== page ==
However, if replication of memory continues indefinitely, but execution of instructions remains on the source VM, and then the source VM fails the next instruction would now place on the destination machine. If the destination VM were to fail, just pick a new destination to start the indefinite migration, thus making very high availability possible.
The key value proposition is to displace a variety of separate mechanisms with a single “dial” that can be set to any level of availability from baseline to fault tolerance, all using a common mechanism and permitting the settings to be changed rapidly as needed. Expensive high-reliability hardware, with fail-over cluster software and perhaps even fault-tolerant hardware could be dispensed with, but still meet availability needs. This is key to cutting costs, lowering complexity, as well as increasing agility as needs shift.
- Mobile Applications. By year-end 2010, 1.2 billion people will carry handsets capable of rich, mobile commerce providing a rich environment for the convergence of mobility and the Web. There are already many thousands of applications for platforms such as the Apple iPhone, in spite of the limited market and need for unique coding. It may take a newer version that is designed to flexibly operate on both full PC and miniature systems, but if the operating system interface and processor architecture were identical, that enabling factor would create a huge turn upwards in mobile application availability.
Edit now with mobile predictions from Julien Theys at Screen Digest (his view not the companies)
- Facebook’s careful and progressive foray into Location-Based services will deal a deadly blow to many mobile LBS startups
- SonyEricsson and Motorola’s handset businesses will face very serious existential crisis and possibly split up.
- Sony is very likely to take another solo shot at mobile (especially if it wants to leverage the Playstation branding)
- Palm will be acquired by a bigger fish
- Sync services, Address Book/Social Network consolidation and cloud backups are going to be ubiquitous
- Apple’s app store will remain an outlier in terms of success. Developers of crappy apps will blame everyone but themselves for not making any money.
App rejection horror stories will keep tech pundits busy yet customers won’t care.
- Open source mobile software will keep tech pundits busy yet customers won’t care
- A very bad year for Windows Mobile, Microsoft to (try to) unify all its scattered efforts in portable media (WinMo, Zune, Sidekick…)
- A surprisingly high number of people will keep buying simple phones and not care about mobile web
- Wholesale B2B mobile data deals (like Kindle content delivery) to bring in extra cash for operators (big for eBook readers, navigation and automotive industries)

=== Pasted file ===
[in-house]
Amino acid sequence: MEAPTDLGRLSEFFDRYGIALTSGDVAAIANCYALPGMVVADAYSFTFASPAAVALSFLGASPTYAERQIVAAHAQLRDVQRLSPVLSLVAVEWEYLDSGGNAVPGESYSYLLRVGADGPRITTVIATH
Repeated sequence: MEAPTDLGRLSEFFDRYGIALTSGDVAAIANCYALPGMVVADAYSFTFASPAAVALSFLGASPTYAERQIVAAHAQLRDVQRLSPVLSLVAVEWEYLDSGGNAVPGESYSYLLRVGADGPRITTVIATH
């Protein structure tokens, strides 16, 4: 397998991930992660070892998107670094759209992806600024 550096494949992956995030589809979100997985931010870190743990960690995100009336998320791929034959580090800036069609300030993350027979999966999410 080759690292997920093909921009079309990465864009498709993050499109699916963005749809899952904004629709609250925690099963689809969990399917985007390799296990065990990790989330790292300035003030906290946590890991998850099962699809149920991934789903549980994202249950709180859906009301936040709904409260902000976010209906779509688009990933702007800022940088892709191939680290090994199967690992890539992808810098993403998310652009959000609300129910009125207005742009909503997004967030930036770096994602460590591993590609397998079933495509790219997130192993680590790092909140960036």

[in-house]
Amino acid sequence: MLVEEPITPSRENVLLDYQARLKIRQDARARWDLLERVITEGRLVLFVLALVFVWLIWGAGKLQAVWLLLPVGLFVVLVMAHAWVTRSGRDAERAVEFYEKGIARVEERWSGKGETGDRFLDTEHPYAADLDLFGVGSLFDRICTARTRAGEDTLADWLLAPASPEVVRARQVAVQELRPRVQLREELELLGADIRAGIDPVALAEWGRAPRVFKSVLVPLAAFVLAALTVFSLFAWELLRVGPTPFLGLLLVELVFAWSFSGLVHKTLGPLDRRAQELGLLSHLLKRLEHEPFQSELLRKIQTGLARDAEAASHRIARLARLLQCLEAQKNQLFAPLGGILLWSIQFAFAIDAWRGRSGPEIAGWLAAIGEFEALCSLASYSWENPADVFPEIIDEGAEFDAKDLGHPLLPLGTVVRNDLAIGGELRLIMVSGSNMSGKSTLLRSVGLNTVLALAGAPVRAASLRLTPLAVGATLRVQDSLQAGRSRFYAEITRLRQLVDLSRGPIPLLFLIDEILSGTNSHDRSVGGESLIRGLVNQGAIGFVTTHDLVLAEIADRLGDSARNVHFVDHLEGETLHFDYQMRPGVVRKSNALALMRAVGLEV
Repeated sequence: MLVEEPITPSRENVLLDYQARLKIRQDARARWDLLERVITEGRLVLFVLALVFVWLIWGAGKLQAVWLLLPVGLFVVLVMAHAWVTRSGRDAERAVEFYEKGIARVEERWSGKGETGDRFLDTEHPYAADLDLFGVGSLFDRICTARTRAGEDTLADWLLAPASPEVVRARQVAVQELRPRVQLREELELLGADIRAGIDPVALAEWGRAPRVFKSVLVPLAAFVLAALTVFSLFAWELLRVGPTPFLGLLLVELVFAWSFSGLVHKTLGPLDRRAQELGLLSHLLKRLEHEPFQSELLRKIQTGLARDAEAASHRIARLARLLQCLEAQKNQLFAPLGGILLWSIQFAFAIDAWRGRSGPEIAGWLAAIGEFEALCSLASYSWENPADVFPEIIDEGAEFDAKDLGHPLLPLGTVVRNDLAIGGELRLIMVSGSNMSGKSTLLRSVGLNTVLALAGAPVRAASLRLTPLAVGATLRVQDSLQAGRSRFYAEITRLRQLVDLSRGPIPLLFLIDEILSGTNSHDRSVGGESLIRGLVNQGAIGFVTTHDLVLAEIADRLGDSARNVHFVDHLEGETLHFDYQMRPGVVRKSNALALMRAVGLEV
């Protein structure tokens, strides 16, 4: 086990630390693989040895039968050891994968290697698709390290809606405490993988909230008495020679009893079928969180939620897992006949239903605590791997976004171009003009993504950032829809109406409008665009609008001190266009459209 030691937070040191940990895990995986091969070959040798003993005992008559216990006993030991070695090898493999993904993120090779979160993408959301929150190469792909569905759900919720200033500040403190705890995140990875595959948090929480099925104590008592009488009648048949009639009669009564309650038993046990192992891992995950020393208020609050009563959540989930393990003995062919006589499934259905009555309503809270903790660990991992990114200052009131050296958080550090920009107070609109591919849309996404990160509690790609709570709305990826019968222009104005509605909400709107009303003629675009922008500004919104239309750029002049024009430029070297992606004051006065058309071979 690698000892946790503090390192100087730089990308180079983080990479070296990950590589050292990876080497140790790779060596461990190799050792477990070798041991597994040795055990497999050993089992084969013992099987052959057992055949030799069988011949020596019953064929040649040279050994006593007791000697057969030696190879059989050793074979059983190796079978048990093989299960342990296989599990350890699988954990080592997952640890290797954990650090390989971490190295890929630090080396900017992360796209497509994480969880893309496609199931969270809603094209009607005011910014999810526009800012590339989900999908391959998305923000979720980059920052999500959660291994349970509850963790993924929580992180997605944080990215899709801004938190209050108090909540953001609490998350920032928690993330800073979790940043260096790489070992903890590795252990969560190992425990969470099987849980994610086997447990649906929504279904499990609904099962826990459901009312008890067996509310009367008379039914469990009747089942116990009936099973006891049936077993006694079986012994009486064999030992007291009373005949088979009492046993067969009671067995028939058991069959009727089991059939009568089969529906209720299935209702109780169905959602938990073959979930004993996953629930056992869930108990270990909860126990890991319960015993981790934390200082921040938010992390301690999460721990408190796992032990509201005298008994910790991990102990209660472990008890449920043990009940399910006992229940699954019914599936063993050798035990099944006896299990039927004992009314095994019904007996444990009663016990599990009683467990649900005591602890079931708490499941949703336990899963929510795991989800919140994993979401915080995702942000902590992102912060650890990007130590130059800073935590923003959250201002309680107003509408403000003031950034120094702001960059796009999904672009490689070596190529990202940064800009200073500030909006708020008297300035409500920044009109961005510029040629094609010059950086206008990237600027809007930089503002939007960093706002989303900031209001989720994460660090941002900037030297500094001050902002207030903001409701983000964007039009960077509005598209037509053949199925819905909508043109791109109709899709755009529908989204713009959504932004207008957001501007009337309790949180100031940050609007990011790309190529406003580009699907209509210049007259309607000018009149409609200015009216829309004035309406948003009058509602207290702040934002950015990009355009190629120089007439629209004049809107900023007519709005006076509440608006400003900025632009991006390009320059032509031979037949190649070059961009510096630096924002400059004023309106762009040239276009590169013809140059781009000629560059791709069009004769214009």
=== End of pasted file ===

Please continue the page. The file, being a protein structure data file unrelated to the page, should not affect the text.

- Don’t hold your breath: Google hardware, iPhone nano, Android-based Nokias, decent mobile broadband speed & coverage.
- Tempted to say no Apple Tablet in 2010 because, really, where’s the rush?
- Process needs come to the fore (again). BPM players need to go to the cloud, feel the FaaS
- Budgets do improve, but only for point projects.
- Few platform projects outside of virtualisation…
- Licence management issues force more vendors to subscription agreements – but small print still problematic
Edit: Now with CCS Insight
- Motorola will be acquired by Google. Although this is an unlikely scenario, it would deliver Google a portfolio of Android-powered devices. We would expect Motorola’s Devices headquarters to shift to Mountain View in California.
- Apple will make major moves into mapping, location and augmented reality. Such moves would pitch Apple into direct competition with Google and Nokia. They would also end Apple’s reliance on Google for mapping services.
- Amazon will make a larger play in mobile in 2010. It already sells phones, accessories, netbooks and music, and has a well-established and trusted payment system. The Kindle device and its connectivity agreement with AT&T are expanding worldwide. Amazon will exploit its strength in cloud services, either by offering recommendations as a cloud service to software stores, or by setting up a world-scale application store.
- Most application stores will not be profitable during 2010. Like store owners, developers will be frustrated by the gap between the promise of easy income and the reality of needing careful marketing to make consumers aware of applications.
- At least one European country will introduce a mobile telecom tax in 2010. Governments are looking to bridge national budget gaps, and mobile network operators’ substantial revenues will be an attractive target.